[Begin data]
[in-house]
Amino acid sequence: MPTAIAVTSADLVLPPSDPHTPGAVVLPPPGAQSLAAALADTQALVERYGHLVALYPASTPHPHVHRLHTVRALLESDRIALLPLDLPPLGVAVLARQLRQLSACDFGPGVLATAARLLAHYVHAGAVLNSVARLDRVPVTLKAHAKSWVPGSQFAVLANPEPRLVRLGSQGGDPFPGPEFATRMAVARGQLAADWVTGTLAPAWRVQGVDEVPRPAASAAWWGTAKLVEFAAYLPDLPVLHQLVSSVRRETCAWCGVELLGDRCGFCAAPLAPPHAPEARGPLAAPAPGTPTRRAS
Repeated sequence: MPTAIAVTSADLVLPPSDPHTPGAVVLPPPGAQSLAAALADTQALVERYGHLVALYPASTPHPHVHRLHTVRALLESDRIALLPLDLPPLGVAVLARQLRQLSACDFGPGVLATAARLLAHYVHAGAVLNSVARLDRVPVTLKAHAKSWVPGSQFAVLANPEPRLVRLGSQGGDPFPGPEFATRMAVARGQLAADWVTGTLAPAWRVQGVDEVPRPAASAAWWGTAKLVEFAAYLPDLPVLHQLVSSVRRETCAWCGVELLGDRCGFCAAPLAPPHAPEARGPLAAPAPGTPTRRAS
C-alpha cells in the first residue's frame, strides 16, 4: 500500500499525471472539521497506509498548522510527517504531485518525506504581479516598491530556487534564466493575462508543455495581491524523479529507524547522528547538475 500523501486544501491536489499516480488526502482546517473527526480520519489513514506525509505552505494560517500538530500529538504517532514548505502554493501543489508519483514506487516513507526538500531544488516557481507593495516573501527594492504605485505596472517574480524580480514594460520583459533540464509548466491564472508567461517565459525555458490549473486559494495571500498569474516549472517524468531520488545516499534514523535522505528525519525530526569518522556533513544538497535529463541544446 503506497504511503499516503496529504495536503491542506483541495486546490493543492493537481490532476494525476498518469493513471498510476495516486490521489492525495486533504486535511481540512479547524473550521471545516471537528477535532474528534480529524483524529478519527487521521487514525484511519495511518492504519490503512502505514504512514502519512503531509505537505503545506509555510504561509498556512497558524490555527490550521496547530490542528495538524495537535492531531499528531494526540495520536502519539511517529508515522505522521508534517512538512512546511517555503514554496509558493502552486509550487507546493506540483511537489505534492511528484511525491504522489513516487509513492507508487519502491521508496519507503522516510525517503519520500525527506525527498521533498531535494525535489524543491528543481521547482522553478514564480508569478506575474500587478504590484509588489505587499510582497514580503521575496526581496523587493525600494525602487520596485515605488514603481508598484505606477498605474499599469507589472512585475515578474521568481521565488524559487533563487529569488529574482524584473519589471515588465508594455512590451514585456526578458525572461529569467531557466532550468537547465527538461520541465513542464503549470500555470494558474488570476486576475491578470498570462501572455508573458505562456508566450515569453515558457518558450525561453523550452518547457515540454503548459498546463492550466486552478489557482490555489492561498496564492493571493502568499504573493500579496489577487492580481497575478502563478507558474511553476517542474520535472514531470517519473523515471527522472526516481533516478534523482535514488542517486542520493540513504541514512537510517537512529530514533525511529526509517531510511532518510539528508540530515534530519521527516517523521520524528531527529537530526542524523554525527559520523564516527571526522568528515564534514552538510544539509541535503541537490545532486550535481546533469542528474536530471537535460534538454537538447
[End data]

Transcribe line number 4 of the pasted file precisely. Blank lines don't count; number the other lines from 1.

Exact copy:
C-alpha cells in the first residue's frame, strides 16, 4: 500500500499525471472539521497506509498548522510527517504531485518525506504581479516598491530556487534564466493575462508543455495581491524523479529507524547522528547538475 500523501486544501491536489499516480488526502482546517473527526480520519489513514506525509505552505494560517500538530500529538504517532514548505502554493501543489508519483514506487516513507526538500531544488516557481507593495516573501527594492504605485505596472517574480524580480514594460520583459533540464509548466491564472508567461517565459525555458490549473486559494495571500498569474516549472517524468531520488545516499534514523535522505528525519525530526569518522556533513544538497535529463541544446 503506497504511503499516503496529504495536503491542506483541495486546490493543492493537481490532476494525476498518469493513471498510476495516486490521489492525495486533504486535511481540512479547524473550521471545516471537528477535532474528534480529524483524529478519527487521521487514525484511519495511518492504519490503512502505514504512514502519512503531509505537505503545506509555510504561509498556512497558524490555527490550521496547530490542528495538524495537535492531531499528531494526540495520536502519539511517529508515522505522521508534517512538512512546511517555503514554496509558493502552486509550487507546493506540483511537489505534492511528484511525491504522489513516487509513492507508487519502491521508496519507503522516510525517503519520500525527506525527498521533498531535494525535489524543491528543481521547482522553478514564480508569478506575474500587478504590484509588489505587499510582497514580503521575496526581496523587493525600494525602487520596485515605488514603481508598484505606477498605474499599469507589472512585475515578474521568481521565488524559487533563487529569488529574482524584473519589471515588465508594455512590451514585456526578458525572461529569467531557466532550468537547465527538461520541465513542464503549470500555470494558474488570476486576475491578470498570462501572455508573458505562456508566450515569453515558457518558450525561453523550452518547457515540454503548459498546463492550466486552478489557482490555489492561498496564492493571493502568499504573493500579496489577487492580481497575478502563478507558474511553476517542474520535472514531470517519473523515471527522472526516481533516478534523482535514488542517486542520493540513504541514512537510517537512529530514533525511529526509517531510511532518510539528508540530515534530519521527516517523521520524528531527529537530526542524523554525527559520523564516527571526522568528515564534514552538510544539509541535503541537490545532486550535481546533469542528474536530471537535460534538454537538447